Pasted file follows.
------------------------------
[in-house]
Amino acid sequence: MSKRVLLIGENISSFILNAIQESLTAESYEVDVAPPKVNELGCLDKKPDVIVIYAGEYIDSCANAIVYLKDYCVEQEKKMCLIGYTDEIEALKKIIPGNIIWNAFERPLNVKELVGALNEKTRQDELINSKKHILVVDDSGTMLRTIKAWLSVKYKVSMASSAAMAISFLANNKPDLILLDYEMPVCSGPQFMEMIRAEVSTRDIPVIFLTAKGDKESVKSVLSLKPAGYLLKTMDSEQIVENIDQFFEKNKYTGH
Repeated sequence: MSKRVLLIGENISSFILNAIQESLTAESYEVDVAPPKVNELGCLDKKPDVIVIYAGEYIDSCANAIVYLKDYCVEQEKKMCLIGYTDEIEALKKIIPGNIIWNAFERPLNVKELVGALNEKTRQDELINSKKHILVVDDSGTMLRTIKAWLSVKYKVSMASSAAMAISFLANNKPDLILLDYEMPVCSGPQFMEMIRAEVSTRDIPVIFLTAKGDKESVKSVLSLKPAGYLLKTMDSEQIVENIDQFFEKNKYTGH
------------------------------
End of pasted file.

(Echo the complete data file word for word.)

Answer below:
[in-house]
Amino acid sequence: MSKRVLLIGENISSFILNAIQESLTAESYEVDVAPPKVNELGCLDKKPDVIVIYAGEYIDSCANAIVYLKDYCVEQEKKMCLIGYTDEIEALKKIIPGNIIWNAFERPLNVKELVGALNEKTRQDELINSKKHILVVDDSGTMLRTIKAWLSVKYKVSMASSAAMAISFLANNKPDLILLDYEMPVCSGPQFMEMIRAEVSTRDIPVIFLTAKGDKESVKSVLSLKPAGYLLKTMDSEQIVENIDQFFEKNKYTGH
Repeated sequence: MSKRVLLIGENISSFILNAIQESLTAESYEVDVAPPKVNELGCLDKKPDVIVIYAGEYIDSCANAIVYLKDYCVEQEKKMCLIGYTDEIEALKKIIPGNIIWNAFERPLNVKELVGALNEKTRQDELINSKKHILVVDDSGTMLRTIKAWLSVKYKVSMASSAAMAISFLANNKPDLILLDYEMPVCSGPQFMEMIRAEVSTRDIPVIFLTAKGDKESVKSVLSLKPAGYLLKTMDSEQIVENIDQFFEKNKYTGH